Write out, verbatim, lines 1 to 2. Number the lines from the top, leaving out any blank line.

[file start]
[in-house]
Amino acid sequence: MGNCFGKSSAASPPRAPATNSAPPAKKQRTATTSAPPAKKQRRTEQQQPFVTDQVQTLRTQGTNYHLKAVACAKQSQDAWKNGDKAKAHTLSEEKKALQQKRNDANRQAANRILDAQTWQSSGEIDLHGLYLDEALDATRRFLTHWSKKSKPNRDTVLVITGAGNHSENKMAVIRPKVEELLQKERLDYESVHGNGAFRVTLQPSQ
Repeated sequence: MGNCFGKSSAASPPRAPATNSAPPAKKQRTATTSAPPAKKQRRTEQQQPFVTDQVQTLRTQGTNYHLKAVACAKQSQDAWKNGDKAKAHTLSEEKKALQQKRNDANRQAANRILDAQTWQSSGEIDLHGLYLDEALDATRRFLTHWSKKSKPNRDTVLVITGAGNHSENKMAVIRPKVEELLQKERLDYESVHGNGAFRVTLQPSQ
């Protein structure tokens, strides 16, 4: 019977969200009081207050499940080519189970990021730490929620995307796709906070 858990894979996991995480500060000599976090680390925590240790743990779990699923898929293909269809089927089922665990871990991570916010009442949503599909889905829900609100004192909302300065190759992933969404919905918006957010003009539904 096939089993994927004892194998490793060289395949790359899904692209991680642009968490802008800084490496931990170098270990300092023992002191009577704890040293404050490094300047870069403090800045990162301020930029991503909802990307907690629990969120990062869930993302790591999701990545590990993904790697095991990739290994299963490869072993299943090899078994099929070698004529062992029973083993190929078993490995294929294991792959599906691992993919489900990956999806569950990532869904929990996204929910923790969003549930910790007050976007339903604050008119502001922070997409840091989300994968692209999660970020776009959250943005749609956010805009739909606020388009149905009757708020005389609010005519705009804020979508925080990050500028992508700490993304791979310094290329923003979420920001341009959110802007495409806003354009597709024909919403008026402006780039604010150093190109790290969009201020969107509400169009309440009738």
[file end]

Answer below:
[in-house]
Amino acid sequence: MGNCFGKSSAASPPRAPATNSAPPAKKQRTATTSAPPAKKQRRTEQQQPFVTDQVQTLRTQGTNYHLKAVACAKQSQDAWKNGDKAKAHTLSEEKKALQQKRNDANRQAANRILDAQTWQSSGEIDLHGLYLDEALDATRRFLTHWSKKSKPNRDTVLVITGAGNHSENKMAVIRPKVEELLQKERLDYESVHGNGAFRVTLQPSQ